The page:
As Juan-Carlos Torres, CEO, commented at the time, “Vacheron Constantin started out 250 years ago selling one-off pieces. We therefore enjoy a certain legitimacy in this domain.” Over the course of its history, the firm has made more than one enlightened collector very happy, joining the ranks of the banker Henry Graves Jr., King Fuad of Egypt and his son King Farouk, all of whom owned unique timepieces by Vacheron Constantin.
Drawing on its heritage, the company, part of the Richemon group, therefore decided to put its watchmaking tradition at the service of its customers and transform their desires, be it for a dial, a case or even a movement, into a unique concept. Surprising? More strategic. “We created this structure to address demand that grows each year,” affirms Juan-Carlos Torres.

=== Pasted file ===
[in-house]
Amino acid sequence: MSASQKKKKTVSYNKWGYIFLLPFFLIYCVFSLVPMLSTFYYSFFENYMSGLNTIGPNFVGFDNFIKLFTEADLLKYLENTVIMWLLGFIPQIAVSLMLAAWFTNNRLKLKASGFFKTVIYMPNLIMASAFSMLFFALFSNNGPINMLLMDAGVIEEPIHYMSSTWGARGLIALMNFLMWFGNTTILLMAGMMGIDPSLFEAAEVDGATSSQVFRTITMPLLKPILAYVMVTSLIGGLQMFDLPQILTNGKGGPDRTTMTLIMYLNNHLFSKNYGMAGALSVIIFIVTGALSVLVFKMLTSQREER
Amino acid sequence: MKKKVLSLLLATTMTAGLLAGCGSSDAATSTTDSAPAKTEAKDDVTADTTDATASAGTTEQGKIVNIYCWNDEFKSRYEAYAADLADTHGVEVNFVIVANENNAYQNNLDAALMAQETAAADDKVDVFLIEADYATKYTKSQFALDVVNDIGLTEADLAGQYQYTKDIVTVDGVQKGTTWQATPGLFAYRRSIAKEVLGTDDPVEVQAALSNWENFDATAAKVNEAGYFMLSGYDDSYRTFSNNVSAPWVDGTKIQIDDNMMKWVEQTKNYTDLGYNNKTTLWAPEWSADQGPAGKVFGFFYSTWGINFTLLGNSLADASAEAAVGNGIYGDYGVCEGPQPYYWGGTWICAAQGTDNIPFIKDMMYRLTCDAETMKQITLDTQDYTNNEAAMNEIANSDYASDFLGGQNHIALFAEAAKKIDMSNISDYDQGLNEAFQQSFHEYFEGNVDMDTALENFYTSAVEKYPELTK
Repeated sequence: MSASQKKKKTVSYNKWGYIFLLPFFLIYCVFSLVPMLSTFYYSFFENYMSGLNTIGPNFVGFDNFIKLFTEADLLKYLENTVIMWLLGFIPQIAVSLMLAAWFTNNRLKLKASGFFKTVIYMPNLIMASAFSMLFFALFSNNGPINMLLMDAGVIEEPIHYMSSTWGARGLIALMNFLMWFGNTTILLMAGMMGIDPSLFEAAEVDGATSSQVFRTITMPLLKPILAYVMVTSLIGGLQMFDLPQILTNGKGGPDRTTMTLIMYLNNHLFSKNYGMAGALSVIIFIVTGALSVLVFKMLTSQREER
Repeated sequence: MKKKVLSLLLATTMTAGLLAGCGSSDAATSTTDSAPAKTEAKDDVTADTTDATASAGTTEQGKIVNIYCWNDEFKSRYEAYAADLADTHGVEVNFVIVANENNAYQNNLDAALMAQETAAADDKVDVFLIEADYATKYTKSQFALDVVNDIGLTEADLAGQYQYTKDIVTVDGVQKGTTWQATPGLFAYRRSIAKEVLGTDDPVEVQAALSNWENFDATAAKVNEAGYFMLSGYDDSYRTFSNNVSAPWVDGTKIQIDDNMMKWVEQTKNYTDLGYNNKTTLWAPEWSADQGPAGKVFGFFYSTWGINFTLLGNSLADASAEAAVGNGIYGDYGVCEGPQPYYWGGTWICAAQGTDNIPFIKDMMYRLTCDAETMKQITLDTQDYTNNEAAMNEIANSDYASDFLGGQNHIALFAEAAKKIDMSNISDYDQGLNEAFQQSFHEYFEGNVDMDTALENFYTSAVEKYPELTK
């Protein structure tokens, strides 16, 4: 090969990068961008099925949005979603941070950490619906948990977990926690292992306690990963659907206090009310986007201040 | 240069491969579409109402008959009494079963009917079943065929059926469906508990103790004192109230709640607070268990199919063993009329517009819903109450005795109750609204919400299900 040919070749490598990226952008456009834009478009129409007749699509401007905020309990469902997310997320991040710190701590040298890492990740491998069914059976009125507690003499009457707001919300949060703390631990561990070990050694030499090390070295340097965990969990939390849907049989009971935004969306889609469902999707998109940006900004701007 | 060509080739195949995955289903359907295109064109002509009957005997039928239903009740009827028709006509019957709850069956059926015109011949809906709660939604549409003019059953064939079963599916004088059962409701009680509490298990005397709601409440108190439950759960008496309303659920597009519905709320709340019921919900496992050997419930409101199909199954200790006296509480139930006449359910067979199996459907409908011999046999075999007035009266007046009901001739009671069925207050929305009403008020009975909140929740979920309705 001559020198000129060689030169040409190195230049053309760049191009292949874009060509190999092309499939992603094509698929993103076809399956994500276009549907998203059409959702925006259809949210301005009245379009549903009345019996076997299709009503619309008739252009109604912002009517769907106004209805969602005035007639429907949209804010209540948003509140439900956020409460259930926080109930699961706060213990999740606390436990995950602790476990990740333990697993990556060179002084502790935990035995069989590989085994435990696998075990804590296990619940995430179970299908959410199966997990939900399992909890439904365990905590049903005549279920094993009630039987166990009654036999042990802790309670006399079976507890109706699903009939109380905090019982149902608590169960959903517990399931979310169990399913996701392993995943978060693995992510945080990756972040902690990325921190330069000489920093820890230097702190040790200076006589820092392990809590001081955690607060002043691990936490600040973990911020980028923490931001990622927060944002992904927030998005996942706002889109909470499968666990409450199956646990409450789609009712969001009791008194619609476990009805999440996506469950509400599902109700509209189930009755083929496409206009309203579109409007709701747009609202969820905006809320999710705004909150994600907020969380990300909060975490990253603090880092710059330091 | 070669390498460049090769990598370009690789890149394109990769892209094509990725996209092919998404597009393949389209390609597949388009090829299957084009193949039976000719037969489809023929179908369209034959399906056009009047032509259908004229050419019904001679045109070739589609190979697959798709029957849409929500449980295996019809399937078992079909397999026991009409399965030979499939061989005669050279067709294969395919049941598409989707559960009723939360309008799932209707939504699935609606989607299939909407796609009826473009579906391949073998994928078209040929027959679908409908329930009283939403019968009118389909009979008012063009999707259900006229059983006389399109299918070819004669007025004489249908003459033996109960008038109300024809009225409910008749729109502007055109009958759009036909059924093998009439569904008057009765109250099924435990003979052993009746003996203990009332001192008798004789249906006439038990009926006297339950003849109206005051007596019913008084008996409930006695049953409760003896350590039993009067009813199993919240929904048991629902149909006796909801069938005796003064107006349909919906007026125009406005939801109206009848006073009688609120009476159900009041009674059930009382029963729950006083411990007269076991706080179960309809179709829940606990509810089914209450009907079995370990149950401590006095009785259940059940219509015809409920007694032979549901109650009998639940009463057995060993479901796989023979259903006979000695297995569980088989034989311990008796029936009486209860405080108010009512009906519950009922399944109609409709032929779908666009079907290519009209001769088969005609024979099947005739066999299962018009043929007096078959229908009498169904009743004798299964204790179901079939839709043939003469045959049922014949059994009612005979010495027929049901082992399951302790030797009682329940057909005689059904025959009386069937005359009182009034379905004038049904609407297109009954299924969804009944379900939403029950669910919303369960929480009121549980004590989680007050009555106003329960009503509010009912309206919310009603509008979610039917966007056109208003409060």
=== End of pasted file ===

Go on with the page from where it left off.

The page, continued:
An ethical committee
Exclusively available through the historic Quai de l’Ile site in Geneva, the Atelier Cabinotiers employs ten craftsmen who work in consultation with an ethical committee. Its task is to ensure that each request is true to the brand’s values. “The sky’s the limit as long as our philosophy is respected,” adds the Genevan Manufacture’s CEO. “Requests must therefore be approved by this committee.”
Each special order for a bespoke watch must consider four sets of criteria: the choice of movement and complications, the choice of case, the type of display and the dial. The customer also decides on the finishing elements (numerals, hands, strap, etc.) after a lengthy discussion with experts from the Genevan Manufacture.
The objective is to create the perfect watch for the person who wears it. Naturally, this takes time. “We’re currently working on a dozen special orders, one of which should be ready within two to three years,” comments Juan-Carlos Torres. Not forgetting a price that ranges from CHF 30,000 to several million. Ultimately, Vacheron Constantin’s Atelier Cabinotiers expects to produce between 30 and 40 exclusive watches a year.